Stories written by Ignatius Banda

Zimbabwe’s Family Planning Dilemma

Pregnant at 15, Samantha Yakubu* is in a fix. The 16-year-old boy she claims was responsible for her pregnancy has refused to accept her version of events, insisting that he was “not the only one who slept with her”.

Legislation Alone Will Not Address Africa’s Climate Challenges

Despite a raft of legislation dealing with the environment, African countries are still falling short when it comes to enforcing the legal instruments that respond to challenges posed by climate change, researchers say. 

Zimbabwe’s Urban Farmers Combat Food Insecurity — But it’s Illegal

It is harvest season in Zimbabwe and Janet Zondo is pressed to find space on the piece of land she is farming to erect a makeshift granary. Zando says she could very well build a miniature silo, judging by the size of the maize crop that she is preparing to harvest.

Drug-Shunning Patients Could Derail Zimbabwe’s AIDS Plan

Each month, scores of people living with HIV gather at Mpilo's Opportunistic Infections Clinic in Bulawayo for free antiretroviral medication that has improved their lives.

ARV Intolerance – A Growing Problem for AIDS Treatment in Africa

New research suggests that some AIDS patients are developing drug intolerance and severe side effects and will now have to switch to new, more expensive antiretroviral regimens.

Zimbabwe’s Politics – Out with the Old, in with the New

As Zimbabwe’s young politicians increase their demands to be allowed to play a greater role in the running of the country, analysts say that this could signal a change in youth voter apathy in the upcoming elections.   

Water, Water Everywhere – and No Early Warning in Sight

Muzeka Muyeyekwa from Mapfekera Village in Zimbabwe’s  Manicaland Province wonders what he will feed his three children for lunch.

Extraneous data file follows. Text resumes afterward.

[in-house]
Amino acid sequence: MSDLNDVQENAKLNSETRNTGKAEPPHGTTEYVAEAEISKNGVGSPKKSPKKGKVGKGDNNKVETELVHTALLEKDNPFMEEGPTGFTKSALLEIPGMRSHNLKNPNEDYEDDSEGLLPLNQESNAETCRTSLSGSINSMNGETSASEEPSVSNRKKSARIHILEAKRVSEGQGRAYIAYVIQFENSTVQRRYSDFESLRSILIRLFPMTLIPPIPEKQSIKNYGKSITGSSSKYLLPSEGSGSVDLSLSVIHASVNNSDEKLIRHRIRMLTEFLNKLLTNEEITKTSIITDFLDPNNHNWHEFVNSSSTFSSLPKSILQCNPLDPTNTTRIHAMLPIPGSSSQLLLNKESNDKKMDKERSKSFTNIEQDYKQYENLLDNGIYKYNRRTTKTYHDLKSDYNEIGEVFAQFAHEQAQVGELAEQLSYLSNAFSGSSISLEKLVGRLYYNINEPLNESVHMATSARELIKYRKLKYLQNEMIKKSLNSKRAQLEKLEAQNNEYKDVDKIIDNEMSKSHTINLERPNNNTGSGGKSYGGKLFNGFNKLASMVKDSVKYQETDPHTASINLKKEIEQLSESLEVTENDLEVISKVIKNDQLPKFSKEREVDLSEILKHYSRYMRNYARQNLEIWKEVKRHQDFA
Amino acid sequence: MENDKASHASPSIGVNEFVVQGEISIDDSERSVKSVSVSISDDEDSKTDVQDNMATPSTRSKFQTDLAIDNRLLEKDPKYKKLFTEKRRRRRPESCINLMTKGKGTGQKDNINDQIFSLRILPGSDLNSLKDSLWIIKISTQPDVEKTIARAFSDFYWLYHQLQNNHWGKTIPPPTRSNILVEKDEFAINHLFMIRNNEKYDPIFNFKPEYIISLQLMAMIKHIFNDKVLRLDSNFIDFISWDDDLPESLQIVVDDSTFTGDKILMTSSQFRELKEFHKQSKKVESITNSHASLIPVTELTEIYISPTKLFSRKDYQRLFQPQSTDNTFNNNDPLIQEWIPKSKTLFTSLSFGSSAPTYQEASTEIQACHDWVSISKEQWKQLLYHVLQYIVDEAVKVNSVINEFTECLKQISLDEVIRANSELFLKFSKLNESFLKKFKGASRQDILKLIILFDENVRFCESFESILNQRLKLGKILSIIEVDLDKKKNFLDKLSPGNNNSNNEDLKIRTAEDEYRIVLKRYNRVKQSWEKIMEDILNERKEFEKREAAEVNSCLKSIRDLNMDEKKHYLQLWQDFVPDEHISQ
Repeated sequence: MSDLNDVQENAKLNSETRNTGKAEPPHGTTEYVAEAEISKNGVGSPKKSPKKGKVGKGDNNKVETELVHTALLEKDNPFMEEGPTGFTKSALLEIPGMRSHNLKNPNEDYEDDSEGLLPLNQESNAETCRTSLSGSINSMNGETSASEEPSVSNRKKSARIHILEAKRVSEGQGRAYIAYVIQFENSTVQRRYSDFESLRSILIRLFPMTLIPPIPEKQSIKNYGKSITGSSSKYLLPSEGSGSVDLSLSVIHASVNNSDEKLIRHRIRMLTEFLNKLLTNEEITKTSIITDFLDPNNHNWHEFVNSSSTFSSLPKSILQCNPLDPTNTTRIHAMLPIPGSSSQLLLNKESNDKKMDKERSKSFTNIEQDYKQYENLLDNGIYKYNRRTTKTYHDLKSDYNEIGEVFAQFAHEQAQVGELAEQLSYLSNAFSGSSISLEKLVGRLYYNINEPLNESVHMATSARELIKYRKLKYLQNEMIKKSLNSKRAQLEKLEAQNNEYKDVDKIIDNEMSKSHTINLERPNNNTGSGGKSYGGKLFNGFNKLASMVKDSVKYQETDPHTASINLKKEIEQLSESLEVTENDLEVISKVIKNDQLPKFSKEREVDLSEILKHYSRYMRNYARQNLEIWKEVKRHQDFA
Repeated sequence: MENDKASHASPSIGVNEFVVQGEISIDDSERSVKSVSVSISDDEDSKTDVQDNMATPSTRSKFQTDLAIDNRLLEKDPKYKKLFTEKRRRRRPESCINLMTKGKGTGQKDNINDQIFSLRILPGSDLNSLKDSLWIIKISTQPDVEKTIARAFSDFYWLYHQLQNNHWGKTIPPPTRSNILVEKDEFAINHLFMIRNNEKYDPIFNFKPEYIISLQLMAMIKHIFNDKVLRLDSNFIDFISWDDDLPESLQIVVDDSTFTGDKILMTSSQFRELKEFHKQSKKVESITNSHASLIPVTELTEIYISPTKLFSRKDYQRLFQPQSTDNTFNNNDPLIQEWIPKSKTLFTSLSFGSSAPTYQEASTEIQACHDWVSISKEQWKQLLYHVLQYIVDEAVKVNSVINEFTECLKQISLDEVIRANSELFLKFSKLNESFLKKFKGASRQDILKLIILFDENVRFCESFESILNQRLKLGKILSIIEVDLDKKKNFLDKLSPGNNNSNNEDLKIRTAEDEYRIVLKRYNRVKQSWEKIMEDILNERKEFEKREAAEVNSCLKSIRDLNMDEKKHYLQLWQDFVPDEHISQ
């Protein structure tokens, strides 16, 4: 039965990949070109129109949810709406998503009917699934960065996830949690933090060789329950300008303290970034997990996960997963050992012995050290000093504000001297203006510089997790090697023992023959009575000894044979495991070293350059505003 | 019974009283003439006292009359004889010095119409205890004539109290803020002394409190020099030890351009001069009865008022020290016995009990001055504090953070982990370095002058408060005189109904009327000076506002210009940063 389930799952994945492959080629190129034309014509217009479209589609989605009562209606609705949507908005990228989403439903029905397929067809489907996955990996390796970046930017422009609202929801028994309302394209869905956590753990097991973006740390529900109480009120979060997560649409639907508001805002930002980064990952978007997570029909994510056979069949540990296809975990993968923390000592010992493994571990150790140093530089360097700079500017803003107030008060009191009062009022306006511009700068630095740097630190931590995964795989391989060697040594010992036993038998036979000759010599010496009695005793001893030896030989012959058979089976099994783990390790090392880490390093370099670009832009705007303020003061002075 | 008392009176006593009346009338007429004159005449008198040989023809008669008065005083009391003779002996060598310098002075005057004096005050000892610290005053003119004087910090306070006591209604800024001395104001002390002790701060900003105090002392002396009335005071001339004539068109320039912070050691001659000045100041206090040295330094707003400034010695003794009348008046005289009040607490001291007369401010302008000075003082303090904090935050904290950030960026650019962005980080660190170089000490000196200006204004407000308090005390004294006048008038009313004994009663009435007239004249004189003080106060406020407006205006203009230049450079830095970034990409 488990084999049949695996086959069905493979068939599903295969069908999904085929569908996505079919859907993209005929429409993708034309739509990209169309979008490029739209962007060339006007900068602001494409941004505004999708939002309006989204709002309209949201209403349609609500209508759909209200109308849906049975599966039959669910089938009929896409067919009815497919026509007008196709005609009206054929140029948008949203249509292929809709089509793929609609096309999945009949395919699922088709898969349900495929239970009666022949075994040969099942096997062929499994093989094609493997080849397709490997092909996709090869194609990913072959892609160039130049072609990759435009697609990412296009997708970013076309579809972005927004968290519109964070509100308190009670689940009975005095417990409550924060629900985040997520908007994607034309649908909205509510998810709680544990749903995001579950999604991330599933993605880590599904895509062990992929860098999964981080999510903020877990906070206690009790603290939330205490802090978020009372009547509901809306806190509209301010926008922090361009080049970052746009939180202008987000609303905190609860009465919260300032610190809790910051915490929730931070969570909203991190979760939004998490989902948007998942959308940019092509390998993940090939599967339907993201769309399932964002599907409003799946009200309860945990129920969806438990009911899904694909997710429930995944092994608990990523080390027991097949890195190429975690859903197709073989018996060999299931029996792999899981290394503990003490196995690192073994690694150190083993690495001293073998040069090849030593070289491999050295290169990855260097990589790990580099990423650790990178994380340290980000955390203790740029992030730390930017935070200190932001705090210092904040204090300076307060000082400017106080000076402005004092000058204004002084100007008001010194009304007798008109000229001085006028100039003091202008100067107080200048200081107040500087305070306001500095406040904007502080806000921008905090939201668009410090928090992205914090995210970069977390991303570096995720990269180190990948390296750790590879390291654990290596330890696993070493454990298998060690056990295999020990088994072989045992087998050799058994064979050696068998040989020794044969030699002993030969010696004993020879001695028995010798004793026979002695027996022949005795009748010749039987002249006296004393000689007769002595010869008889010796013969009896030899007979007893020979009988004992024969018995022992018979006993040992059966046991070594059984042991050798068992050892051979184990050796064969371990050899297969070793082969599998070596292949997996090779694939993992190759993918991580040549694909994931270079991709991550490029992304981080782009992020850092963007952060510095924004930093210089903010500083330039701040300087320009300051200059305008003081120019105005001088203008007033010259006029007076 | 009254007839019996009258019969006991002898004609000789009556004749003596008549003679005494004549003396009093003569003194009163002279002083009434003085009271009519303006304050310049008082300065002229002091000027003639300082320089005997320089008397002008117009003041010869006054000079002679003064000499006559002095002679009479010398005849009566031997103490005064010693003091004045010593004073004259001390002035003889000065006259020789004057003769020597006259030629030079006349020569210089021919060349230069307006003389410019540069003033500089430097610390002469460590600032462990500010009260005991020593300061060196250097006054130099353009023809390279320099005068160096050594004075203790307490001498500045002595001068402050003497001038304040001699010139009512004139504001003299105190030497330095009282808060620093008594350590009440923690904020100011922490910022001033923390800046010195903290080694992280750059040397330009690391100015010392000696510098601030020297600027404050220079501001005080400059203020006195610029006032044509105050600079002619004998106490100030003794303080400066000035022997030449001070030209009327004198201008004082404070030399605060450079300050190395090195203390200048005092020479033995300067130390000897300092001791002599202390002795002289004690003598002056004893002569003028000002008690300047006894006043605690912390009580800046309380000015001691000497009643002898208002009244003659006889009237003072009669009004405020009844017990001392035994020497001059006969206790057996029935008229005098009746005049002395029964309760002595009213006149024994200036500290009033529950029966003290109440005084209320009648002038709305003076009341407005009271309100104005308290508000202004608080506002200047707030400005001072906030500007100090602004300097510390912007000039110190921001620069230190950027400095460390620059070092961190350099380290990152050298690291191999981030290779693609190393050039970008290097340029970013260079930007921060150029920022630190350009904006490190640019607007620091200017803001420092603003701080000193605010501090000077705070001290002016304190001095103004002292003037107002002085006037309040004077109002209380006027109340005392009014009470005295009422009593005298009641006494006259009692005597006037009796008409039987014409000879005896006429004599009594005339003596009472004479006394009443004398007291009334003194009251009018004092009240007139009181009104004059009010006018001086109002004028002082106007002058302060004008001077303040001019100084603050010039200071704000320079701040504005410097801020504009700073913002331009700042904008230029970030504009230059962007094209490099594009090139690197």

Female subsistence farmers, who form more than 70 percent of farmers on the continent, remain clueless about climate change issues.  Credit: Busani Bafana

Nothing to Show for Hard Work but Burnt Fields of Maize

Gertrude Mkoloi earns a living harvesting maize on a small piece of land in rural Zimbabwe. Or at least she used to.

The Mopani worm is the protein-rich caterpillar of the Emperor moth, which can supplement any diet.  Credit: Ignatius Banda/IPS

Zimbabwe’s Mopani Worms Disappearing from Rural Diets

Job Mthombeni loves traditional food. One of his favourite culinary delights is Mopani worms, referred to locally as amacimbi, which means caterpillar in Ndebele. At an early age he understood the nutritional value of the worm, which is found in his rural hometown of Plumtree, in southwestern Zimbabwe.

Women in rural Zimbabwe are coming up with solutions to water shortages aggravated by climate change. Credit: Ignatius Banda/IPS

ZIMBABWE: Farmers Tackle Water Problems Fuelled by Climate Change

Beauty Moyo’s desire for access to water has finally been met. The rains that fell in the past week after a long dry patch have awakened this small-holder farmer deep in rural Plumtree, Zimbabwe on the border with Botswana to the reality of sparse rainfall, climate change and how she and her fellow villagers can respond.

ZIMBABWE: Farmers Tackle Water Problems Fuelled by Climate Change

Beauty Moyo’s desire for access to water has finally been met. The rains that fell in the past week after a long dry patch have awakened this small-holder farmer deep in rural Plumtree, Zimbabwe on the border with Botswana to the reality of sparse rainfall, climate change and how she and her fellow villagers can respond.

ZIMBABAWE: Not Prepared for Floods Amid Conflicting Weather Forecasts

Sibongile Dube knows the devastation heavy rain can leave in its wake. A villager in the lowveld area of Mberengwa in Zimbabwe’s Midlands province, Dube’s home is one of many that were washed away by flash floods last year.

ZIMBABWE: To Yuan or Not to Yuan, That is the Question

From downtown shops that stock cheap clothing and shoes that fall apart after one wear, to mining concessions in platinum, gold and diamonds - the Chinese finger is now in virtually every Zimbabwean pie.

Woe Betide the Return of the Zimbabwean Dollar

Tinashe Zuze’s story is a typical one of Zimbabwe’s professionals who have shunned formal employment. Instead of working for someone else, Zuze left his job as a bank teller and entered into the world of "wheeling and dealing" in illegal foreign currency.

ZIMBABWE: Microcredit Aggravates ‘January Disease’

Thomas Dlakama has experienced what he calls "January disease" all his working life. This phenomenon afflicts millions in Zimbabwe, and its symptoms include an empty purse, rising blood pressure among irascible breadwinners, and a general inexplicable hope of manna from heaven.

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